+1 Recommend
2 collections

      We are delighted to announce that CVIA has received its first Journal Impact Factor (0.5) in the 2023 Journal Citation Reports Release.

      Call for Papers

      Early-Stage Research on Innovative Technologies and Devices in Cardiovascular Diseases

      For full details see https://cvia-journal.org/call-for-papers

      Submissions should be made electronically at: https://mc04.manuscriptcentral.com/cvia-journal.

      Please refer to the Author Guidelines at https://cvia-journal.org/instructions-to-authors/ before submission.

      Deadline for Submission: 31 December 2023

      • Record: found
      • Abstract: found
      • Article: found
      Is Open Access

      Possible Mechanisms of SARS-CoV2-Mediated Myocardial Injury



            Coronavirus disease 2019 (COVID-19), caused by severe acute respiratory syndrome coronavirus-2 (SARS-CoV-2), has rapidly become a global health emergency. In addition to causing respiratory effects, SARS-CoV-2 can result in cardiac involvement leading to myocardial damage, which is increasingly being explored in the literature. Myocardial injury is an important pathogenic feature of COVID-19. The angiotensin-converting enzyme-2 receptor plays a key role in the pathogenesis of the virus, serving as a “bridge” allowing SARS-CoV-2 to invade the body. However, the exact mechanism underlying how SARS-CoV-2 causes myocardial injury remains unclear. This review summarizes the main possible mechanisms of myocardial injury in patients with COVID-19, including direct myocardial cell injury, microvascular dysfunction, cytokine responses and systemic inflammation, hypoxemia, stress responses, and drug-induced myocardial injury. Understanding of the underlying mechanisms would aid in proper identification and treatment of myocardial injury in patients with COVID-19.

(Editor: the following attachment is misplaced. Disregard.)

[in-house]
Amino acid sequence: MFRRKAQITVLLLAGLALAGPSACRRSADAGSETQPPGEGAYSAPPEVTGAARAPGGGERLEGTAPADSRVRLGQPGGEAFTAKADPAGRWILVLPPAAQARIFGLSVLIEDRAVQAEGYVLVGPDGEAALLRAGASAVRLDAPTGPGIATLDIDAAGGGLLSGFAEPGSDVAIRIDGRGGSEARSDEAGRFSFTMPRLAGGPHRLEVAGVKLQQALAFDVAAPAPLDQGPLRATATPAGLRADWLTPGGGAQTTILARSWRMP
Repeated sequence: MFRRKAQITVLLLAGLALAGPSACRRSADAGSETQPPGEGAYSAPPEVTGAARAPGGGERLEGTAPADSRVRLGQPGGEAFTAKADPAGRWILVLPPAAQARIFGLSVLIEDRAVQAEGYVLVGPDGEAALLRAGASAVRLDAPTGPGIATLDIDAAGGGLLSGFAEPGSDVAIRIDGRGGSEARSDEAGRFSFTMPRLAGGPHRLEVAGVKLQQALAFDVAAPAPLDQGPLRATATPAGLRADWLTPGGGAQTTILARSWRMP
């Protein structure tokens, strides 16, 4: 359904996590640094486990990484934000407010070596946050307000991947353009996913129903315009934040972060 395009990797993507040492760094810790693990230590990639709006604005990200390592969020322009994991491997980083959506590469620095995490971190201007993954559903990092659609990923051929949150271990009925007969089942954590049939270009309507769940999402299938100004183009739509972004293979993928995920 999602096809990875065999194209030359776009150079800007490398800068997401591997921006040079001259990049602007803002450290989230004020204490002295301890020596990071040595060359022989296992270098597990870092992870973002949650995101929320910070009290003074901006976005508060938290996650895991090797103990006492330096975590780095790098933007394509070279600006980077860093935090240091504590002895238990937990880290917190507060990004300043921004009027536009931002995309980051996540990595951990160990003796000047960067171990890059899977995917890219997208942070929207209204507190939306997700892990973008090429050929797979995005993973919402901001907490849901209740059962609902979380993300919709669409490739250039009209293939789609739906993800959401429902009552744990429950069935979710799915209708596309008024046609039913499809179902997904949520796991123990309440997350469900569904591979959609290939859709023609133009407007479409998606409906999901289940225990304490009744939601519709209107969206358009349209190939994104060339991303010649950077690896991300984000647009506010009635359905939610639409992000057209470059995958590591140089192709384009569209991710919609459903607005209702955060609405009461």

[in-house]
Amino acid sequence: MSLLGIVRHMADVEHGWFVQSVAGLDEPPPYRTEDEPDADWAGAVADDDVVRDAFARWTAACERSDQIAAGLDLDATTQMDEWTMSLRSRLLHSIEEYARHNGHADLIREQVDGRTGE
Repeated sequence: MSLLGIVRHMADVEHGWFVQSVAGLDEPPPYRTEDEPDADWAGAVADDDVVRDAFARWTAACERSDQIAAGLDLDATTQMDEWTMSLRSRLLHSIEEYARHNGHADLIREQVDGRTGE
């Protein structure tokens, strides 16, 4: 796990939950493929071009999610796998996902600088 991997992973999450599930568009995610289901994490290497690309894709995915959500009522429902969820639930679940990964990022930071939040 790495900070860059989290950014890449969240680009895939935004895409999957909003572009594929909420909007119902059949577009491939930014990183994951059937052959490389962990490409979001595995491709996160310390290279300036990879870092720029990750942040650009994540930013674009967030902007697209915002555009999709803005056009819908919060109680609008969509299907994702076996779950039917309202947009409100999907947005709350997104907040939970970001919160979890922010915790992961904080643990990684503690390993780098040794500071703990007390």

Main article text


            Coronavirus disease 2019 (COVID-19) is an epidemic disease caused by severe acute respiratory syndrome coronavirus-2 (SARS-CoV-2). SARS-CoV-2 has spread rapidly worldwide and led to a massive outbreak of novel coronavirus pneumonia. The number of recent SARS-CoV-2 infections has significantly increased with the emergence and prevalence of the novel Omicron coronavirus variant. SARS-CoV-2 affects primarily the respiratory system, thus causing presentations ranging from asymptomatic subclinical infection or mild upper respiratory illness to non-life-threatening pneumonia, which may progress to interstitial pneumonia and severe acute respiratory distress syndrome. Some studies have shown that this virus can cause cardiovascular damage [1]. SARS-CoV-2 can lead to cardiovascular system diseases such as myocarditis, heart failure, acute myocardial infarction, thromboembolic events, and shock. Additionally, some hospitalized patients have primary symptoms of chest tightness and palpitations. A large cohort study [2] including 4526 people worldwide has reported an overall incidence of arrhythmias after COVID-19 of 18.3%, and indicated that most of the arrhythmias developed are atrial arrhythmias; in addition, the incidence of atrial fibrillation was 61.5%. New-onset atrial fibrillation is a common complication, particularly in patients with severe disease [1, 3, 4]. However, the mechanism of myocardial injury caused by SARS-CoV-2 remains unclear. This article reviews the existing possible mechanisms leading to myocardial injury.

            Possible Mechanisms of Myocardial Injury